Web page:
Figure 2: (a) Visual analog pain distress scale. (b) Mean visual analog pain score comparison

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The dose of ketofol given was 0.75–1.5 mg/kg of each drug in titrated doses to achieve an adequate level of sedation. Midazolam was administered in doses of 0.06–0.1 mg/kg and fentanyl at doses of 1–2 μg/kg. The need for additional boluses was considered the need for additional boluses was considered when there was movement under sedation, grimacing of face, or when adequate sedation and analgesia was not achieved. If adequate sedation was not achieved, midazolam boluses in titrated doses were given. If facial grimacing appears or if patient complains of pain additional boluses of fentanyl was given. Injection naloxone was kept on standby in the crash cart for symptoms of fentanyl overdose. Adverse events during the procedure such as hypotension, desaturation, nausea, vomiting, and agitation were identified by the principal investigator. The hypotension was defined as systolic blood pressure of <90 mmHg. Desaturation was defined as oxygen saturation <92% anytime during the procedure. Hypotension was treated with intravenous fluid boluses of 20 ml/kg. Desaturation was corrected by oxygen supplementation with an oxygen mask. Nausea and vomiting were treated with anti-emetics and emergence reactions with benzodiazepines. After the procedure, the time of sedation was recorded by the staff nurse. It was defined as the time from the first administration of the study drug to the time of first purposeful verbal response by the patient (TF). The time of recovery (TR) was noted when the patient returns to baseline mental status. The hemodynamic variables were checked immediately after completion of the procedure, at the time of first purposeful verbal response and at the time of recovery. Pain scores were measured with visual analog scores after the recovery when the patient returns to baseline mental status. The patients were discharged in stable condition when sensorium returned to baseline level. In the case of complications and adverse events, the patients were treated with appropriate measures as mentioned above. The plan of admission to the hospital was made if there was a failure of the procedure or the patient had a respiratory compromise requiring mechanical ventilation.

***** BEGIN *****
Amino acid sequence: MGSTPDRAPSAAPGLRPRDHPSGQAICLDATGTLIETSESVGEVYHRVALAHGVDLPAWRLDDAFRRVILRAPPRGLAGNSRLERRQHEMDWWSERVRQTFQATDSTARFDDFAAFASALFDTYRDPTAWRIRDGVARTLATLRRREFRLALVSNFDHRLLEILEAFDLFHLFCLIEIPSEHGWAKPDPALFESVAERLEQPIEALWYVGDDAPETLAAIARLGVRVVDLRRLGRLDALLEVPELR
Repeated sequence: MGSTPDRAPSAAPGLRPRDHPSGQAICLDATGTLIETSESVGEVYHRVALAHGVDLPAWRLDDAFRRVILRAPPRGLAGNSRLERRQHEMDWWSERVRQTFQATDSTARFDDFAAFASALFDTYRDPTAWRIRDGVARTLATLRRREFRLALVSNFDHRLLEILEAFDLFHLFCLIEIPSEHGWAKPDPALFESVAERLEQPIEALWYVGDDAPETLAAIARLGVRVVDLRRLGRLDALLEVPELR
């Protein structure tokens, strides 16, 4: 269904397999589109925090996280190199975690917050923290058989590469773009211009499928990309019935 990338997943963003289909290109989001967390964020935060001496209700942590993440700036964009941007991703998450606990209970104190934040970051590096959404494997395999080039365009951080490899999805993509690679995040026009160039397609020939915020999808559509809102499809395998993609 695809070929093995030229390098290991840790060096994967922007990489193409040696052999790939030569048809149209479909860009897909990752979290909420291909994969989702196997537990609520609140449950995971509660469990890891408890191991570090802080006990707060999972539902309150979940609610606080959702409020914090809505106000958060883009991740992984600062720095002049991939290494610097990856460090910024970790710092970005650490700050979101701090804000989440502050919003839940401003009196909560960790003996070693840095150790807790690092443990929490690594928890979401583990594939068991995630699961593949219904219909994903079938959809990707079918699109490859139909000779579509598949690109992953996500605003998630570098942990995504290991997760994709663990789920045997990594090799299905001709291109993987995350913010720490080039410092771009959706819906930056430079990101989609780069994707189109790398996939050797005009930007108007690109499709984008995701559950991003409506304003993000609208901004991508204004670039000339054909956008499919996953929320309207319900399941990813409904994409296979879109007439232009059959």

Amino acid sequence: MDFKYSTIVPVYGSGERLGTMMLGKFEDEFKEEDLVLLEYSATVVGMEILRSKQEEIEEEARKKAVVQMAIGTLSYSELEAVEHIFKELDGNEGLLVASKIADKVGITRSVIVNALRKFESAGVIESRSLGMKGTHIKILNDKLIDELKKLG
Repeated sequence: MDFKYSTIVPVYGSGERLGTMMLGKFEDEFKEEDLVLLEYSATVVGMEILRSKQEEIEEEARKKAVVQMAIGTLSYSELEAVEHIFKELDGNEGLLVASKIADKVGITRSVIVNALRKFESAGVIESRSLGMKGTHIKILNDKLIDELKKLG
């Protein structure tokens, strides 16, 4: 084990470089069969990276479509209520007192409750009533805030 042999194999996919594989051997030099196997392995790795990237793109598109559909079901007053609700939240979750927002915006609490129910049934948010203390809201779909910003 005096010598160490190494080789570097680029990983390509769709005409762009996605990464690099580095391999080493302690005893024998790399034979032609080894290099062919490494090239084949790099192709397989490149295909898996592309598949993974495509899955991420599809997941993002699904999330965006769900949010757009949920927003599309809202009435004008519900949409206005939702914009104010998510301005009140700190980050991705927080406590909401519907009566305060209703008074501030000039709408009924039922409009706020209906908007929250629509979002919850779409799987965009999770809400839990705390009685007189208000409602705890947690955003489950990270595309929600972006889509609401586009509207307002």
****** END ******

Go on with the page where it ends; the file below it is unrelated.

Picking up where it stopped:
Data analysis

Sample size was derived as the proportion of subjects with Ramsay sedation score above 4 was 87% in the ketofol group and 41.9% in the midazolam–fentanyl group with 95% confidence interval with respect to the study done by Nejati et al.[5] Based on these findings, sample size was calculated to 60 with 80% power. The mean pain score before and after the study was compared using paired t-test, and the difference between the two groups was assessed using Student's t-test. Chi-square test and Fisher's exact test were employed to compare the distribution of qualitative data. Statistical significance was accepted at value < 0.05. Continuous variables were presented as means (standard deviation [SD]). Statistical analyses were performed using the Statistics Package for Social Scientists, Windows version 16.0.


  Results Top


This study was conducted on total 60 patients (30 in each group) [Figure 1]. The mean age in the ketofol group was 37.8 ± 13.9 (mean ± SD) years and in the midazolam–fentanyl group was 45.9 ± 21.98 (mean ± SD) years. The female-to-male ratio was same in both the study groups, but males 21 (50%) outnumbered the females 9 (50%). Ketofol 1.27 ± 1.52 (mean ± SD) was found to have more reduction in Visual Analog Scale scores after procedure compared to midazolam–fentanyl 3.07 ± 1.25 (mean ± SD), which shows that ketofol provides better analgesia [Figure 2]b. The two groups were compared using modified Ramsay sedation scores, and found that, group ketofol 4.47±0.73 (mean ± SD) had a better sedation score than midazolam–fentanyl 3.47±0.90 (mean ± SD) group [Table 1] and [Table 2].
Table 1: Changes in vital signs and characteristics of sedation during procedural sedation anesthesia